The resurgence of personality in the workplace is evident in the relatively recent publication of a number of texts devoted specifically to this topic. We focus on six academic volumes, all of which offer rich descriptions and analysis of contemporary personality theory especially relevant to workers and organizations.
Roberts, Brent W., and Robert Hogan. Personality Psychology in the Workplace. Washington, DC: American Psychological Association, 2001.
This edited volume includes thirteen chapters by top personality scholars on assorted issues involving personality in organizations, including theory-focused contributions on personality and citizenship, core self-evaluations, personality assessment (e.g., response distortion) and structure, person-organization fit, moral integrity, and the self.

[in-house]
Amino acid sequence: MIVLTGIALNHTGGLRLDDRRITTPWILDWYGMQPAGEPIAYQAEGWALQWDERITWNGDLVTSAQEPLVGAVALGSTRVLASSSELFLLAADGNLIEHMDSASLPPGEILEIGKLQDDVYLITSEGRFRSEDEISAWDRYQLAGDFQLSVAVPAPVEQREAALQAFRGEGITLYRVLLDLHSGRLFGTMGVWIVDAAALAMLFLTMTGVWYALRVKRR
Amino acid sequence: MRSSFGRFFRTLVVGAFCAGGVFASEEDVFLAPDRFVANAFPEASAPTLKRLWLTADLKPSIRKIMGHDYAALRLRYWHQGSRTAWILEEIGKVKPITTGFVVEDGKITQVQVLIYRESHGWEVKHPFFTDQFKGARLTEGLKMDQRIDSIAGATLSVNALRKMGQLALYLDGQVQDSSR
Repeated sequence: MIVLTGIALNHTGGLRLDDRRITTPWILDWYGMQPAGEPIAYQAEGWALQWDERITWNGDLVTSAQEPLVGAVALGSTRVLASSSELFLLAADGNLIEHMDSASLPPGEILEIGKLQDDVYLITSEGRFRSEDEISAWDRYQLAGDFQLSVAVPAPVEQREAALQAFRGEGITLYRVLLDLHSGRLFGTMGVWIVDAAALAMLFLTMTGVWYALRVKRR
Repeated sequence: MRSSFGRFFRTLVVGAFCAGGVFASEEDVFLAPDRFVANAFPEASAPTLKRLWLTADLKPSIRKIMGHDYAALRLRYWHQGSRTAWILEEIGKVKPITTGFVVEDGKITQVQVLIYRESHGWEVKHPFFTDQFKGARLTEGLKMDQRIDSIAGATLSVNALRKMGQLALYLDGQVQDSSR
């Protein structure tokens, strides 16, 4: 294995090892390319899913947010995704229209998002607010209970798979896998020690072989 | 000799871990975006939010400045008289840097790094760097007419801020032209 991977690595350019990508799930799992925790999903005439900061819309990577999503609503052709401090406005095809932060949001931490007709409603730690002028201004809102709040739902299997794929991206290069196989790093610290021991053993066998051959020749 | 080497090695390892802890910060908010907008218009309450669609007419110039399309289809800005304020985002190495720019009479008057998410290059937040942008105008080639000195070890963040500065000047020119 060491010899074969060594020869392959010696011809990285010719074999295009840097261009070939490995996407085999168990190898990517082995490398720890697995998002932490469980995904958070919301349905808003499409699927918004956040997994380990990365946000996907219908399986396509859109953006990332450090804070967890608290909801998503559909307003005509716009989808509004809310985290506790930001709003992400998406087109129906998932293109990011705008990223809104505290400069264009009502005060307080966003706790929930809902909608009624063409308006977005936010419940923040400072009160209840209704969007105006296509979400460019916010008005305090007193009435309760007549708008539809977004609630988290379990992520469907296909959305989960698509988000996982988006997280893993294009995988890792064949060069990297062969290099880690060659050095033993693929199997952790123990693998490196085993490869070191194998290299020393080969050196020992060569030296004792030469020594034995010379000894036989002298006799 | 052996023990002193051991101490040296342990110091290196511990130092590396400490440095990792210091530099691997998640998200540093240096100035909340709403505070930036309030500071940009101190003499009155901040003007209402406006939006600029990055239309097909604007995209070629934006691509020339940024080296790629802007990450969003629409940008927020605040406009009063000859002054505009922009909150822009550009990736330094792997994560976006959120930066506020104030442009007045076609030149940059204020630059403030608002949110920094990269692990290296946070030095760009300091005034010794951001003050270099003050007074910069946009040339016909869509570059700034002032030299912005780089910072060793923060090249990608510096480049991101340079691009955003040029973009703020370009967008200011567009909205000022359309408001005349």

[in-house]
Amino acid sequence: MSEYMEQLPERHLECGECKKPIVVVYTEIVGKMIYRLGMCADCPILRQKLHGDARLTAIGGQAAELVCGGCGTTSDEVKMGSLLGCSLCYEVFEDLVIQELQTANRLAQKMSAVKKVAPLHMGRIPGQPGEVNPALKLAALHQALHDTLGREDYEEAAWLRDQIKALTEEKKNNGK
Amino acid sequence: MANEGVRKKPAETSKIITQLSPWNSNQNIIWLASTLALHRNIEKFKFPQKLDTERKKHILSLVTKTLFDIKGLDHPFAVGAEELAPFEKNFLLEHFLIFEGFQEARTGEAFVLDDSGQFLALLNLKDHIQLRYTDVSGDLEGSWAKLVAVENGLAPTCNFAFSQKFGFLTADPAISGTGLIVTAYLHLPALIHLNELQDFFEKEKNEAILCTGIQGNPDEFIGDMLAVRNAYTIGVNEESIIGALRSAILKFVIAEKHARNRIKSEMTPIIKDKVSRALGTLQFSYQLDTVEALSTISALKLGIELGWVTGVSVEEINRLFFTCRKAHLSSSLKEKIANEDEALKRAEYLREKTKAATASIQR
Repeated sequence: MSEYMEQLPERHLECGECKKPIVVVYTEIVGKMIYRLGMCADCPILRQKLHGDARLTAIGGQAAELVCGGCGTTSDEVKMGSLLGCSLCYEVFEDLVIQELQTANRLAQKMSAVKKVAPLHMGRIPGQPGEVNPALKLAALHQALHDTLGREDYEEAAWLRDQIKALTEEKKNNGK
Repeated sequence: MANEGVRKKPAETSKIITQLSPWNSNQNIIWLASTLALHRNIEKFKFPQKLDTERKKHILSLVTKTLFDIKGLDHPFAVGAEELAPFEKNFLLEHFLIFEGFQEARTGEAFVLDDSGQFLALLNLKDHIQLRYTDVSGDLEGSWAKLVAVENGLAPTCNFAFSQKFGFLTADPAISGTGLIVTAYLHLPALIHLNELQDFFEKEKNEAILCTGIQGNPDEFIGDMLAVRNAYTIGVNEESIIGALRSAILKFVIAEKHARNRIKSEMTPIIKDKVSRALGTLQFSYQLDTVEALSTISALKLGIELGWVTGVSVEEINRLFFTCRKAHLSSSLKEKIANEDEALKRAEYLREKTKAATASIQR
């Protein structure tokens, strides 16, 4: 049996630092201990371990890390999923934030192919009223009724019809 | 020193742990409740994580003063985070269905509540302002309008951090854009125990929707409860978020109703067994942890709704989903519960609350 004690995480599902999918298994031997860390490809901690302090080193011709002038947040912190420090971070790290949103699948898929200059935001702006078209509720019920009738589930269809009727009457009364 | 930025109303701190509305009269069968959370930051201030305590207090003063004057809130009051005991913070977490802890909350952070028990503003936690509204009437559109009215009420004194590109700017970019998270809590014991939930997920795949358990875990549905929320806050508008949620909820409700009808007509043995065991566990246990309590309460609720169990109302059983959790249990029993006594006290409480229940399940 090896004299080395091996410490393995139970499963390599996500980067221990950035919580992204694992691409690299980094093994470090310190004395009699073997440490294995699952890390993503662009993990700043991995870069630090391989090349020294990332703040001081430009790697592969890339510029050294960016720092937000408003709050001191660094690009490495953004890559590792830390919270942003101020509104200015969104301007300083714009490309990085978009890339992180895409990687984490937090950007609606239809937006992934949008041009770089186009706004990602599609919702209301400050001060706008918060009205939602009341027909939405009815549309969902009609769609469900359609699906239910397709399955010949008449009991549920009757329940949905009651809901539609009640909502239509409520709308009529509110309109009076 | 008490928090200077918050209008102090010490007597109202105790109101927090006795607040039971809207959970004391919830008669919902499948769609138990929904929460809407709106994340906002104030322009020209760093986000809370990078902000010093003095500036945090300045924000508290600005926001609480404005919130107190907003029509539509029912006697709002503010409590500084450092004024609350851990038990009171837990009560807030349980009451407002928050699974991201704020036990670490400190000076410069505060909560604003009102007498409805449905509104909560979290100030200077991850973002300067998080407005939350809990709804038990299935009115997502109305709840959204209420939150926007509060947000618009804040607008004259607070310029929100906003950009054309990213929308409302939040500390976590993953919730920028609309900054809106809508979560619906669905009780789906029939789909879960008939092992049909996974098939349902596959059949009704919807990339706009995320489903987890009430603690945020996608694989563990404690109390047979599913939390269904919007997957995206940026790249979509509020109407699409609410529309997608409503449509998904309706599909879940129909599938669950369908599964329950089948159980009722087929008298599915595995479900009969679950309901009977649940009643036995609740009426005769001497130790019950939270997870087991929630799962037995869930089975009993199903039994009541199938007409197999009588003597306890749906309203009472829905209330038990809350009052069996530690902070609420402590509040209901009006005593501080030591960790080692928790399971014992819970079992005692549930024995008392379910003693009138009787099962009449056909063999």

Schneider, Benjamin, and D. Brent Smith. Personality and Organizations. Mahwah, NJ: Lawrence Erlbaum, 2004.
An edited volume covering relevant theory and empirical findings concerning personality at work. Includes thoughtful and generative expositions on socioanalytic theory (compared to trait theory), interactionism, person-organization (PO) fit, faking, vocational choice, job attitudes, stress, and assorted organizational processes and outcomes (e.g., leadership, citizenship behaviors, organizational culture). It closes with a critique of the five-factor model (FFM) and calls for process models of personality at work.
Barrick, Murray R., and Ann Marie Ryan. Personality and Work: Reconsidering the Role of Personality in Organizations. San Francisco: Jossey-Bass, 2004.